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EPA Throws Water on DEQ WYO Water Policy

October 12, 2009

LANDER, Wyo. - The Environmental Protection Agency (EPA) has thrown cold water on Wyoming state water policy - specifically, on the state's regulation of groundwater pumped up during coalbed methane production. The federal agency takes issue with the case-by-case approach used by the state Department of Environmental Quality (DEQ) to determine the acceptability of dumping the water on the surface.

Steve Jones, watershed protection program attorney with the Wyoming Outdoor Council, says the bottom line is that because the water can have high salinity levels or other impurities, it can damage any land it touches, whether directly at the point of release or downstream.

"You've got to protect your water for all of these agricultural purposes, including irrigation, but also including native grasses. You can't do it on a case-by-case basis; you've got to protect all of it."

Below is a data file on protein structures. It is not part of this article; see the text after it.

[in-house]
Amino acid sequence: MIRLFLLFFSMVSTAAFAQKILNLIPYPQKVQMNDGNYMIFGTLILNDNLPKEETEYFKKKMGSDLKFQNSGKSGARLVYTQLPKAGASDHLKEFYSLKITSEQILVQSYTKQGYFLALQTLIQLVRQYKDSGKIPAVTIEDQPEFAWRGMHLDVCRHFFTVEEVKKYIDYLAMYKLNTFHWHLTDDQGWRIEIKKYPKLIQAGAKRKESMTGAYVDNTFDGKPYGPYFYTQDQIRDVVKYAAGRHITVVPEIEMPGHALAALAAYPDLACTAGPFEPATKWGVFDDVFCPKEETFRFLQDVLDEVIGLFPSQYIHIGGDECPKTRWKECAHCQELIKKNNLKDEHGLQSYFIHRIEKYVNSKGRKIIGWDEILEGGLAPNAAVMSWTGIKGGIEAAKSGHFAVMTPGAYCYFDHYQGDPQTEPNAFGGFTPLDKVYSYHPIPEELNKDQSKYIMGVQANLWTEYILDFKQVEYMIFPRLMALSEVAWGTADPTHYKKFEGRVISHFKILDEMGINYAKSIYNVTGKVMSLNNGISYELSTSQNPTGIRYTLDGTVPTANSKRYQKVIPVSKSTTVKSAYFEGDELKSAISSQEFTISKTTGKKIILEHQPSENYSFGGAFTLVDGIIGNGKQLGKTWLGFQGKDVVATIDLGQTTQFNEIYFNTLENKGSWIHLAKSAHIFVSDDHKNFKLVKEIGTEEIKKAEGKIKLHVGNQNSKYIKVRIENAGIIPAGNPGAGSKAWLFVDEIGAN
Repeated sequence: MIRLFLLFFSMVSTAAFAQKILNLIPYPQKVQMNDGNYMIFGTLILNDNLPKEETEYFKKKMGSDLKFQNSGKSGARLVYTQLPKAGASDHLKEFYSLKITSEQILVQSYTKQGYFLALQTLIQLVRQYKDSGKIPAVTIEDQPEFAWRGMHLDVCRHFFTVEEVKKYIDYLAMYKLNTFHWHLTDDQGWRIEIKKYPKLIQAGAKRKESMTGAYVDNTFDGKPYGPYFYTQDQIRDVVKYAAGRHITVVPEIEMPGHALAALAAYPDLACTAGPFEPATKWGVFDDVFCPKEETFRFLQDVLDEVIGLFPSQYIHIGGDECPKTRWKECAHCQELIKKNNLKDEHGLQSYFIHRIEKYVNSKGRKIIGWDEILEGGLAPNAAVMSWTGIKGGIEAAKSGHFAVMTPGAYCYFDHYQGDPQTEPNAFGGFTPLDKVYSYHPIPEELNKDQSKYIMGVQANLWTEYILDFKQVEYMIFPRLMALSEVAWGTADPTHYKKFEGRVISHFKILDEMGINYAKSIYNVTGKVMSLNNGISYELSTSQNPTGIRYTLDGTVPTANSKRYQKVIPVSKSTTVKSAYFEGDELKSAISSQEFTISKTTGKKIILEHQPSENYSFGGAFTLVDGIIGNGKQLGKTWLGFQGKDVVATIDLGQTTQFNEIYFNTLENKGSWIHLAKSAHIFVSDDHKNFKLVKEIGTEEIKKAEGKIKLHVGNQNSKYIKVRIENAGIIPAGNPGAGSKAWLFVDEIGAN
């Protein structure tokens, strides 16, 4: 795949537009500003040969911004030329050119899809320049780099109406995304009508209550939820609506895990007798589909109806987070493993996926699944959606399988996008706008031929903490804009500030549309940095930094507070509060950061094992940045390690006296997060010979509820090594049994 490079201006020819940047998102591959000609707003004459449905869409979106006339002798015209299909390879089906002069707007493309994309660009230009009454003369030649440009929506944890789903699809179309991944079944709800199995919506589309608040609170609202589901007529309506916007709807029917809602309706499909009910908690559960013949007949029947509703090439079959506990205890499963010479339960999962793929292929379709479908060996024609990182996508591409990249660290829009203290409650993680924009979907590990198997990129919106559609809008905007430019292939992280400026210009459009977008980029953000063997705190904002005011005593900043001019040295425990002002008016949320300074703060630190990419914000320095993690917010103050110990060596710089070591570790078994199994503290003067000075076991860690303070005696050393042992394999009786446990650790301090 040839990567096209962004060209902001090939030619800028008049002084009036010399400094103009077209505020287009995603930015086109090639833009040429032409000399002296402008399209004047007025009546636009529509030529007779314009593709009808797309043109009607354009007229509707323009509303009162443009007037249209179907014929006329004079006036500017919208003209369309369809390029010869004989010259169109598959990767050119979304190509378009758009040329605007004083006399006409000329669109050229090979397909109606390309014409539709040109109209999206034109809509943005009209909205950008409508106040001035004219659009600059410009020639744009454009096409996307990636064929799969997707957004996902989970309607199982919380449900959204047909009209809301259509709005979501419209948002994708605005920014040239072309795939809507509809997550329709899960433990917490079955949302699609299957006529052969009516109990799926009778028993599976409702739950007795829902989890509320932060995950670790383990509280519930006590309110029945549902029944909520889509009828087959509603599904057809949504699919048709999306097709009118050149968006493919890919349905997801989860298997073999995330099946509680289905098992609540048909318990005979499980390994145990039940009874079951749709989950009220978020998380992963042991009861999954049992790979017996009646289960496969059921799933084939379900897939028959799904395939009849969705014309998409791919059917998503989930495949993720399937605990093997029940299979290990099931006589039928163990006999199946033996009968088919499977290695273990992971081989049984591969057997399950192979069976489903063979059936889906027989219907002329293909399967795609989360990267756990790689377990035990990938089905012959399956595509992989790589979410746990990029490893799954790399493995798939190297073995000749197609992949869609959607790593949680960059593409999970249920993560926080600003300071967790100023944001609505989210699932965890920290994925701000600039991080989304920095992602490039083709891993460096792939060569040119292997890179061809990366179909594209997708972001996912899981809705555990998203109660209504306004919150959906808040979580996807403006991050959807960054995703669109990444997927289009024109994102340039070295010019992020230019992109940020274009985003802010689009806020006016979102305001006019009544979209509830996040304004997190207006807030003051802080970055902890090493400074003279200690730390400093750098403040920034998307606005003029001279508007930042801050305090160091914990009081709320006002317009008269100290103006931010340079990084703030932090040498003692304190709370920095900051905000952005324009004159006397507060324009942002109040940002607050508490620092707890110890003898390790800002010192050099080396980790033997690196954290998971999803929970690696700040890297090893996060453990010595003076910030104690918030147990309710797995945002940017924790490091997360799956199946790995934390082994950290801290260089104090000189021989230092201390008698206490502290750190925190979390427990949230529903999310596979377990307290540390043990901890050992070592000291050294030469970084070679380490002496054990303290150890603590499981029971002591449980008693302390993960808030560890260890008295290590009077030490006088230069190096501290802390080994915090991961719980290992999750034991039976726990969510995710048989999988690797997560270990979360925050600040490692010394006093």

Most coalbed methane operations are in the Powder River Basin. Some landowners there say they welcome the discharged water for their property, and the industry argues that most of the water pumped is potentially beneficial.

Jones urges the state DEQ to go back to the drawing board because it has struggled with writing regulations for the discharged water. A recent set of proposed rules was scrapped after an independent report called them "scientifically indefensible." So now it's back to the old policy, which Jones says still is inconsistent.

"Issuing irrigation waivers or doing a study - in all of these different ways DEQ was going to try to get around the irrigation requirements. EPA is basically saying, 'That is not going to cut it with us.'"

The full EPA comments are available at http://wyomingoutdoorcouncil.org/PDFs/EPAComments-AgUseProtection.pdf.

Deb Courson, Public News Service - WY